Thus, in the case of the hard-hearted, money-loving Judas, he had knowledge without any affection for Christ, and his very familiarity with that blessed One made him a suitable instrument for the devil. His nearness to Jesus enabled him to be a traitor. The devil knew that thirty pieces of silver could purchase his service in the horrible work of betraying his Master.
Think of it! Here was an apostle, a preacher of the gospel, and yet, underneath the cloak of profession, lay a heart exercised in covetous practices-a heart which had a wide place for "thirty pieces of silver," but not a corner for Jesus. What a warning! Think of the heart, course and character of Judas; consider his end. He preached the gospel, but he never knew it, never believed it, never felt it. He had plenty of heart for money, but no heart for Christ. As "the son of perdition," he "hanged himself," and "went to his own place." Professing Christians, beware of head knowledge, lip profession, official piety, and mechanical religion-just seek to have a heart for Christ.
2. In Peter we have a warning of a different kind. He really loved Jesus, but he feared the cross. He shrank from confessing His name in the midst of the enemy's ranks. He boasted of what he would do, when he should have been self-emptied. He was fast asleep when he ought to have been on his knees. Instead of praying, he was sleeping, and then, instead of being still, he was drawing his sword. He followed Jesus "afar off," and then warmed himself at the high priest's fire. Finally, he cursed and swore that he did not know his gracious Master. All this was terrible! Who could suppose that the Peter of Matt. 16:1616And Simon Peter answered and said, Thou art the Christ, the Son of the living God. (Matthew 16:16) is the Peter of Matthew 26? Yet so it is. The highest position, the loudest profession, may all end in following Jesus afar off, and basely denying His name.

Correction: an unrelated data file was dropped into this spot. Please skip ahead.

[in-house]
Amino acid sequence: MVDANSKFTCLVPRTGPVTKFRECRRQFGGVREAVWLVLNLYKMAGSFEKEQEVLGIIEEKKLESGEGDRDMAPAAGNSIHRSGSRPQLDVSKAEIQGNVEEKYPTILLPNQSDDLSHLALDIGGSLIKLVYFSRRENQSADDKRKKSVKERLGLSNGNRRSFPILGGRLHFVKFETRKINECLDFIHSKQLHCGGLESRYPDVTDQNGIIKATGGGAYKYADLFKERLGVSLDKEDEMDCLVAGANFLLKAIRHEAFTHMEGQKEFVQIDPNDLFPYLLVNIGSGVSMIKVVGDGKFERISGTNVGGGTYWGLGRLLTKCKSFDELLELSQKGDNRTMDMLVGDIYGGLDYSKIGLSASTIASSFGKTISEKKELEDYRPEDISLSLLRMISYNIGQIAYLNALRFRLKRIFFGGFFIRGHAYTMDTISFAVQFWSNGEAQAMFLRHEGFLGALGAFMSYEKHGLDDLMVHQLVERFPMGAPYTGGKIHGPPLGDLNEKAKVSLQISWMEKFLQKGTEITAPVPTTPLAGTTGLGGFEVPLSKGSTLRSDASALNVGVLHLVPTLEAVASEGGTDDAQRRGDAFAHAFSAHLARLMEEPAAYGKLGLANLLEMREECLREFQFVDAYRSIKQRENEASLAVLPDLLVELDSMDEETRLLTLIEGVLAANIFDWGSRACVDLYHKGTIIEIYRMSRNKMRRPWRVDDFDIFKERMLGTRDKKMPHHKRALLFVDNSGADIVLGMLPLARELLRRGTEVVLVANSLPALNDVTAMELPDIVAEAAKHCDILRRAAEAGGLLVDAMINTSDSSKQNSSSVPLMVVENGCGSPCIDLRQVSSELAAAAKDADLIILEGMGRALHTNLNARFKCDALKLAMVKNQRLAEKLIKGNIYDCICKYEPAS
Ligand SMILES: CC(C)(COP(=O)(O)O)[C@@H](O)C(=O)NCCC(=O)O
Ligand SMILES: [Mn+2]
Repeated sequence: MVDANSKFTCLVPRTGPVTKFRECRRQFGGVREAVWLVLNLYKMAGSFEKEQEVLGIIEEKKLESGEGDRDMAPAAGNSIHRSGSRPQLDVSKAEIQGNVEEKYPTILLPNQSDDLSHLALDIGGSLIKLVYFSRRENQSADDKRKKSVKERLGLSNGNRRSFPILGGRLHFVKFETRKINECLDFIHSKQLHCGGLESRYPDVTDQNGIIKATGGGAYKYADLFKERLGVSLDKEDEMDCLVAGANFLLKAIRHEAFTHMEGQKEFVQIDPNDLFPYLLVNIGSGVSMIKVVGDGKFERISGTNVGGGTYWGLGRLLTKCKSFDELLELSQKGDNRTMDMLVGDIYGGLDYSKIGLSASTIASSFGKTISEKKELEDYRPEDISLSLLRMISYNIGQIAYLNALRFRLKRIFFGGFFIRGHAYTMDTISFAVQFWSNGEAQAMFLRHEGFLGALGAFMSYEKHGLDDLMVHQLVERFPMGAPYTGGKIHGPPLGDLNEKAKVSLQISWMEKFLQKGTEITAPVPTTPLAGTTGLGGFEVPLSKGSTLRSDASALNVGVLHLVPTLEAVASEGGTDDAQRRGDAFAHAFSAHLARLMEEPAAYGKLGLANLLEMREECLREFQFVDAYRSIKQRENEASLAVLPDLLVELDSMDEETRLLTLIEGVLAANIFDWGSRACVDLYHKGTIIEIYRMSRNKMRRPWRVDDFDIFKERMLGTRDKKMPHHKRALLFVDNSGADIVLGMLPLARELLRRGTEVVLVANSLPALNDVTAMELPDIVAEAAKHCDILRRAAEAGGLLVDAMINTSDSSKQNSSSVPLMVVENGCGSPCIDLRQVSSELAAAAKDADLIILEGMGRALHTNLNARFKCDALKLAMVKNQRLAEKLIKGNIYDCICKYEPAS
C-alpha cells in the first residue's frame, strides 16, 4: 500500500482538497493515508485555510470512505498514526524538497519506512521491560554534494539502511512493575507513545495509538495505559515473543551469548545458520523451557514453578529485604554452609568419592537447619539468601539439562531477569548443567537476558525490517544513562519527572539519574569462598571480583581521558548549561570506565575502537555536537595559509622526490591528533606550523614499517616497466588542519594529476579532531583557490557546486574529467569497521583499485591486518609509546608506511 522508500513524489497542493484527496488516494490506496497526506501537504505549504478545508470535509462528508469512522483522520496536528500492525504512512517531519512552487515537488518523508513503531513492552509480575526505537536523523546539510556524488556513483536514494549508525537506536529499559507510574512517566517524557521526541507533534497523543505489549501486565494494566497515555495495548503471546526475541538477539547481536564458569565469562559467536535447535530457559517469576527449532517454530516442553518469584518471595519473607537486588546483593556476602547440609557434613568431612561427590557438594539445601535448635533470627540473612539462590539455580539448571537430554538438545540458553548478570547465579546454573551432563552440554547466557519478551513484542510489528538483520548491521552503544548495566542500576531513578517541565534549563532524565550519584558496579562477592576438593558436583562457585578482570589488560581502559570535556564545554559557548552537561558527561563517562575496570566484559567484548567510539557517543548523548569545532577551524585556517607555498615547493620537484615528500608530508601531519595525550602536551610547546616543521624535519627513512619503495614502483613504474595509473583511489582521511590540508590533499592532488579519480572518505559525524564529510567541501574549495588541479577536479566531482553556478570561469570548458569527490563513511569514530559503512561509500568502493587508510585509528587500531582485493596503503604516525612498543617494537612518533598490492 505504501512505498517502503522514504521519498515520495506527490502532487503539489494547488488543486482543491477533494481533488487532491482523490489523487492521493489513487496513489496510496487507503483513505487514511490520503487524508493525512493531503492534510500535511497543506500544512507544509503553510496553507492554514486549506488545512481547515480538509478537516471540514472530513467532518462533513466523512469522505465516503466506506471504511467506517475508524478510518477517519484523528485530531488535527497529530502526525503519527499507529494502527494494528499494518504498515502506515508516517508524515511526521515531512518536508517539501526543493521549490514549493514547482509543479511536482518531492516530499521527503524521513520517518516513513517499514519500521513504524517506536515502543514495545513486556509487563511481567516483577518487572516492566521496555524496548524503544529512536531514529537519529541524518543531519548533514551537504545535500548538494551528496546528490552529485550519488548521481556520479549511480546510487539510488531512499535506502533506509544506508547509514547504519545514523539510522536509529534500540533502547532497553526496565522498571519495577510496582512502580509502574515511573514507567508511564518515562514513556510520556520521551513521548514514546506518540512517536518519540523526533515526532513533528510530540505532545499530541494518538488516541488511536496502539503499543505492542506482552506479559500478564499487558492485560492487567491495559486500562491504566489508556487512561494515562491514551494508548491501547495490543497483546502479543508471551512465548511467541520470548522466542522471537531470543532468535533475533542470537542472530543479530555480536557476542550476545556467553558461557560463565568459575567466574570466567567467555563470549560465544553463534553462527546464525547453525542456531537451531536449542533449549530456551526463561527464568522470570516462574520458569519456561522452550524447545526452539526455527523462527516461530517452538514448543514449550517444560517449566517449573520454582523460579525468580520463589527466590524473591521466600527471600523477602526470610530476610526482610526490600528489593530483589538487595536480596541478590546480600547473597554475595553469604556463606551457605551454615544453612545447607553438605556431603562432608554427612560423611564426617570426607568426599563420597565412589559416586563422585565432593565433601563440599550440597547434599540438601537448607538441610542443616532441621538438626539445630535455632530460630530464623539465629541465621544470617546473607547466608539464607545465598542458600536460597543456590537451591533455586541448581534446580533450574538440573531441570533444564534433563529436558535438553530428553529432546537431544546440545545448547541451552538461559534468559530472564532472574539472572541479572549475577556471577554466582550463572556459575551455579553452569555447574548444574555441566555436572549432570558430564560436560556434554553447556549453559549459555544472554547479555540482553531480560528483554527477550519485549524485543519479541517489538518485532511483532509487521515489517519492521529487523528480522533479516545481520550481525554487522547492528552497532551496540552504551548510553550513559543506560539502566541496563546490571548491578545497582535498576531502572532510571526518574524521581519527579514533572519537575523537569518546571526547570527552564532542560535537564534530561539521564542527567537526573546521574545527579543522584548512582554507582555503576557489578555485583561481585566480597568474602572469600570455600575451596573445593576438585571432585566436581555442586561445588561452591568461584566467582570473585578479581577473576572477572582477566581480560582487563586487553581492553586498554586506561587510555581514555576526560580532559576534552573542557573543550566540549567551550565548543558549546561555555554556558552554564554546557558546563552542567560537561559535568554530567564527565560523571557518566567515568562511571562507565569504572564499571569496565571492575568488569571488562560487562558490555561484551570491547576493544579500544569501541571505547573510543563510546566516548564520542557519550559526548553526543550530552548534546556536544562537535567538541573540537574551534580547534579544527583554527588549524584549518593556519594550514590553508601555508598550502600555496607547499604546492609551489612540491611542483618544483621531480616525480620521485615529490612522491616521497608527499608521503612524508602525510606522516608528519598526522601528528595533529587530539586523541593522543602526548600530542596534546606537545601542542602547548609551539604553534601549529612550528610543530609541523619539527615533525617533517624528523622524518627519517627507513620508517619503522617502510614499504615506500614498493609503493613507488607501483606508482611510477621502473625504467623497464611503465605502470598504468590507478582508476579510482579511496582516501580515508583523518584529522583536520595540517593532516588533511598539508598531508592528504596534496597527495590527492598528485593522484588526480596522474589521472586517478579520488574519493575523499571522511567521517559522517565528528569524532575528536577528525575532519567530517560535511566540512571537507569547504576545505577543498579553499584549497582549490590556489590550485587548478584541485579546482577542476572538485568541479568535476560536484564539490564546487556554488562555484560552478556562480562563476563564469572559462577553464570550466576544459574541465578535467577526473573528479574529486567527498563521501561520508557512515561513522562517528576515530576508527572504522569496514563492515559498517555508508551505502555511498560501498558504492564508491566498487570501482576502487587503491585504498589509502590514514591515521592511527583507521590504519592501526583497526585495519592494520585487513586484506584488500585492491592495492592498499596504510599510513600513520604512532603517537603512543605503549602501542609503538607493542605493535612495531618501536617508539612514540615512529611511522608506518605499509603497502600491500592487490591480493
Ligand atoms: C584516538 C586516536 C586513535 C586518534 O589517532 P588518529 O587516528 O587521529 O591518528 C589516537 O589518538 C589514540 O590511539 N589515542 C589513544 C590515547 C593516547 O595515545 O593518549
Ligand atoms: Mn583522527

Peter would have spurned the thought of selling Jesus for thirty pieces of silver, and yet he was afraid to confess Him before a servant maid. He did not betray Him to His enemies, but He denied Him before them.
Remember Peter's fall, and beware of self-confidence. Cultivate a prayerful spirit. Keep close to Jesus, and away from the influence of this world's favor. "Keep thyself pure." Be earnest and watchful, occupied with Christ. This is the true safeguard. Do not be satisfied with the mere avoidance of open sin. Do not rest in mere blamelessness of conduct and character. Cherish lively, warm affections toward Christ. One who follows Jesus "afar off" may deny Him before long. Let us think of this. Let us profit by the case of Peter. He himself afterward tells us to "Be sober, be vigilant; because your adversary the devil, as a roaring lion, walketh about, seeking whom he may devour: whom resist steadfast in the faith. 1 Pet. 5:8, 98Be sober, be vigilant; because your adversary the devil, as a roaring lion, walketh about, seeking whom he may devour: 9Whom resist stedfast in the faith, knowing that the same afflictions are accomplished in your brethren that are in the world. (1 Peter 5:8‑9). These are weighty words, coming, as they do, from the Holy Ghost, through the pen of one who had suffered so much from lack of vigilance.
Blessed be the grace that could say to Peter, before his fall, "I have prayed for thee, that thy faith fail not." Notice that He does not say, "I have prayed for thee, that thou mayest not fall." No, but "that thy faith fail not when thou hast fallen. Precious, matchless grace! This was Peter's resource. He was a debtor to grace from first to last.
3. The woman with the alabaster box stands forth in bright and beauteous contrast to all of this. While the chief priests, elders, and scribes were plotting against Christ "in the palace of the high priest, who was called Caiaphas," she was anointing His body "in the house of Simon the leper." She was wholly absorbed with her object, and her object was Christ. Those who did not know His worth and beauty might pronounce her sacrifice a waste. He who could sell Him for thirty pieces of silver, might talk of giving "to the poor," but she paid no attention. She had found her all in Christ. The disciples might murmur, but she could worship and adore. Jesus was more to her than all the poor in the world. She felt that nothing was "waste" that was spent on Him. Happy woman! May we imitate her! May we ever find our place at the feet of Jesus, loving, adoring, admiring, and worshiping His blessed Person!
May the Lord grant us each a heart for Christ.